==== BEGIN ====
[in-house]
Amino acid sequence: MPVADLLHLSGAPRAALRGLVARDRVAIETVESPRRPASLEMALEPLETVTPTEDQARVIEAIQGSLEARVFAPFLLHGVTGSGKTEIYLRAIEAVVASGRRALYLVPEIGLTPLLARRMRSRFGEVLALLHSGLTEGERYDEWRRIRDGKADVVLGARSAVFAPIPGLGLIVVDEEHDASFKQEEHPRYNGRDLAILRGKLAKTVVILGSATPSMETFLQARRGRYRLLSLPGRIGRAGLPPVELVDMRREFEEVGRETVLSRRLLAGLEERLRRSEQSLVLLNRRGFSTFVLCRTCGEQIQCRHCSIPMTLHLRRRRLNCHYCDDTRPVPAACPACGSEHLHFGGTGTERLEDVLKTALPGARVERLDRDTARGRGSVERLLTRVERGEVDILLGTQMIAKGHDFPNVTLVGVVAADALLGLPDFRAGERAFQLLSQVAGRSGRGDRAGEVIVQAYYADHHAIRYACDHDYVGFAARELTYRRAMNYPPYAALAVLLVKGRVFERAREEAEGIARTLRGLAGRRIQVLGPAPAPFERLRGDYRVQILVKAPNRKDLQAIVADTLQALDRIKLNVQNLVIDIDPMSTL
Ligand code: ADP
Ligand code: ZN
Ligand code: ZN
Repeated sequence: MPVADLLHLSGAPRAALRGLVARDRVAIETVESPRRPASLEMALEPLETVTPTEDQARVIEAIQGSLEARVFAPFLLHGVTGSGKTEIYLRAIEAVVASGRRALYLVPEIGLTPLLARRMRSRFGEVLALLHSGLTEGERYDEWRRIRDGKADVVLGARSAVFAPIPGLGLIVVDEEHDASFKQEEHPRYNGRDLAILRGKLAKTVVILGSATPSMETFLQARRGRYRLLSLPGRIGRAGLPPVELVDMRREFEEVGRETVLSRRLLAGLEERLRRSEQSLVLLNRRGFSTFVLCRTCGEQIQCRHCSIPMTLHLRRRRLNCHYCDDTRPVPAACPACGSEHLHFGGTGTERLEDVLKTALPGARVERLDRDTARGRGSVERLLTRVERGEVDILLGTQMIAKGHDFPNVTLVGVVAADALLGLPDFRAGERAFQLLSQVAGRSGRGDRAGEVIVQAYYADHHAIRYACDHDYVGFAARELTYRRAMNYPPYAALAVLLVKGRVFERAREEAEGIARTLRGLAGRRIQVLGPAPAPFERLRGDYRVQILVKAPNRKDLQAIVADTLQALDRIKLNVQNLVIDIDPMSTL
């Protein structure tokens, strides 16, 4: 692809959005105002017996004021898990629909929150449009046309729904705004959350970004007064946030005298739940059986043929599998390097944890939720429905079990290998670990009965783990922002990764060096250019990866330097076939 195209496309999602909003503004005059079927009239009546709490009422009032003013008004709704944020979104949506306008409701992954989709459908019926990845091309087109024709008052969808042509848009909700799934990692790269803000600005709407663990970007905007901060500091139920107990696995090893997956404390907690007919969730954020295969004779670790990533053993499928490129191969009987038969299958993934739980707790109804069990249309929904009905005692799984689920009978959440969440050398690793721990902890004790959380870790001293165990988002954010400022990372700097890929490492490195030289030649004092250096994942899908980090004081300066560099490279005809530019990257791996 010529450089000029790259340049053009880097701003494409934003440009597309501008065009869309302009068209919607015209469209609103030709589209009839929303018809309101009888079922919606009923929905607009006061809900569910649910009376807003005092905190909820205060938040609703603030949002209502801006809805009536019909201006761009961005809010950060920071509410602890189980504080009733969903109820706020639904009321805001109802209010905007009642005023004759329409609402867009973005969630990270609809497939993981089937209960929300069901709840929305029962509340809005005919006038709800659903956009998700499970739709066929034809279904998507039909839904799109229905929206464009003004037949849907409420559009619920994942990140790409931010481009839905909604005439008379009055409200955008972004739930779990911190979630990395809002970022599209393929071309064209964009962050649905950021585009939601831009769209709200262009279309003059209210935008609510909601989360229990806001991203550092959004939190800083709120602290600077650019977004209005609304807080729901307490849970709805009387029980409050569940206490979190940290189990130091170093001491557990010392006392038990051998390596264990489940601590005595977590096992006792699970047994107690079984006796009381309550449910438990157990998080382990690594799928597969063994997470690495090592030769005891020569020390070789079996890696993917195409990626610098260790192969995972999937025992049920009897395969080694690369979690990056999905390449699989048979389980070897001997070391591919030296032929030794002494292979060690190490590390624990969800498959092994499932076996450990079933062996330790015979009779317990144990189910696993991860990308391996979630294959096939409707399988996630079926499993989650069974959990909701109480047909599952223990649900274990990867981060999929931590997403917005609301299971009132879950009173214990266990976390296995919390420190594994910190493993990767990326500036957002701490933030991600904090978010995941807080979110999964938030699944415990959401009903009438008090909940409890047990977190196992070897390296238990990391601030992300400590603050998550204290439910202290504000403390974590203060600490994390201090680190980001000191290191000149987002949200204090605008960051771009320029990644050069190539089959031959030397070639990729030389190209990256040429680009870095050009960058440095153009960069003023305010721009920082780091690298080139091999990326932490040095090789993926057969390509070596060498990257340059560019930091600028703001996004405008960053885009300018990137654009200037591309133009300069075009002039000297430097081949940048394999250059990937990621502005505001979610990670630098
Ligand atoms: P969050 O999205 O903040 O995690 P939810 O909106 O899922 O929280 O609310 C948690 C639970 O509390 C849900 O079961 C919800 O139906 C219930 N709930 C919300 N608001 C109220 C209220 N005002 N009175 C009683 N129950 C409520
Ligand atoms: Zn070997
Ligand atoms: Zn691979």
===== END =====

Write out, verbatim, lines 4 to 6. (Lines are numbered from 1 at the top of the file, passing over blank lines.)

Ligand code: ZN
Ligand code: ZN
Repeated sequence: MPVADLLHLSGAPRAALRGLVARDRVAIETVESPRRPASLEMALEPLETVTPTEDQARVIEAIQGSLEARVFAPFLLHGVTGSGKTEIYLRAIEAVVASGRRALYLVPEIGLTPLLARRMRSRFGEVLALLHSGLTEGERYDEWRRIRDGKADVVLGARSAVFAPIPGLGLIVVDEEHDASFKQEEHPRYNGRDLAILRGKLAKTVVILGSATPSMETFLQARRGRYRLLSLPGRIGRAGLPPVELVDMRREFEEVGRETVLSRRLLAGLEERLRRSEQSLVLLNRRGFSTFVLCRTCGEQIQCRHCSIPMTLHLRRRRLNCHYCDDTRPVPAACPACGSEHLHFGGTGTERLEDVLKTALPGARVERLDRDTARGRGSVERLLTRVERGEVDILLGTQMIAKGHDFPNVTLVGVVAADALLGLPDFRAGERAFQLLSQVAGRSGRGDRAGEVIVQAYYADHHAIRYACDHDYVGFAARELTYRRAMNYPPYAALAVLLVKGRVFERAREEAEGIARTLRGLAGRRIQVLGPAPAPFERLRGDYRVQILVKAPNRKDLQAIVADTLQALDRIKLNVQNLVIDIDPMSTL